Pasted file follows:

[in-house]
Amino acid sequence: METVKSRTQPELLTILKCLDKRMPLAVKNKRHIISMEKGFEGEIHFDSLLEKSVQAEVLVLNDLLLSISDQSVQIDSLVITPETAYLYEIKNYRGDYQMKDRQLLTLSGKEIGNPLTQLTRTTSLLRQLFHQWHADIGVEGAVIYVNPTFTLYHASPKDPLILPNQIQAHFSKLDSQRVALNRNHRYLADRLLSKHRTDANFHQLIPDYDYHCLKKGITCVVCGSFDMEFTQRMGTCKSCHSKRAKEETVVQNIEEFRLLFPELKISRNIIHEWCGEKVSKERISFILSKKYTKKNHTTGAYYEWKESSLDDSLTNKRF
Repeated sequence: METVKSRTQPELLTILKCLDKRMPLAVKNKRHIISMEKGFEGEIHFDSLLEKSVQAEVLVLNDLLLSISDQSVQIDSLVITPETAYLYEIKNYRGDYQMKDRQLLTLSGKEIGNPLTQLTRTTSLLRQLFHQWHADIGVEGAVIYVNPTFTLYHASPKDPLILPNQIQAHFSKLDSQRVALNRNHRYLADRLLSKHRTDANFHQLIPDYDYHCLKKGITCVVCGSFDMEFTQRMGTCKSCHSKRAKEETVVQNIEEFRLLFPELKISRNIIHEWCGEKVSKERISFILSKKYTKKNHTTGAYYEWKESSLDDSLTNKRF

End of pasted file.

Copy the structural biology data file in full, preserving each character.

[in-house]
Amino acid sequence: METVKSRTQPELLTILKCLDKRMPLAVKNKRHIISMEKGFEGEIHFDSLLEKSVQAEVLVLNDLLLSISDQSVQIDSLVITPETAYLYEIKNYRGDYQMKDRQLLTLSGKEIGNPLTQLTRTTSLLRQLFHQWHADIGVEGAVIYVNPTFTLYHASPKDPLILPNQIQAHFSKLDSQRVALNRNHRYLADRLLSKHRTDANFHQLIPDYDYHCLKKGITCVVCGSFDMEFTQRMGTCKSCHSKRAKEETVVQNIEEFRLLFPELKISRNIIHEWCGEKVSKERISFILSKKYTKKNHTTGAYYEWKESSLDDSLTNKRF
Repeated sequence: METVKSRTQPELLTILKCLDKRMPLAVKNKRHIISMEKGFEGEIHFDSLLEKSVQAEVLVLNDLLLSISDQSVQIDSLVITPETAYLYEIKNYRGDYQMKDRQLLTLSGKEIGNPLTQLTRTTSLLRQLFHQWHADIGVEGAVIYVNPTFTLYHASPKDPLILPNQIQAHFSKLDSQRVALNRNHRYLADRLLSKHRTDANFHQLIPDYDYHCLKKGITCVVCGSFDMEFTQRMGTCKSCHSKRAKEETVVQNIEEFRLLFPELKISRNIIHEWCGEKVSKERISFILSKKYTKKNHTTGAYYEWKESSLDDSLTNKRF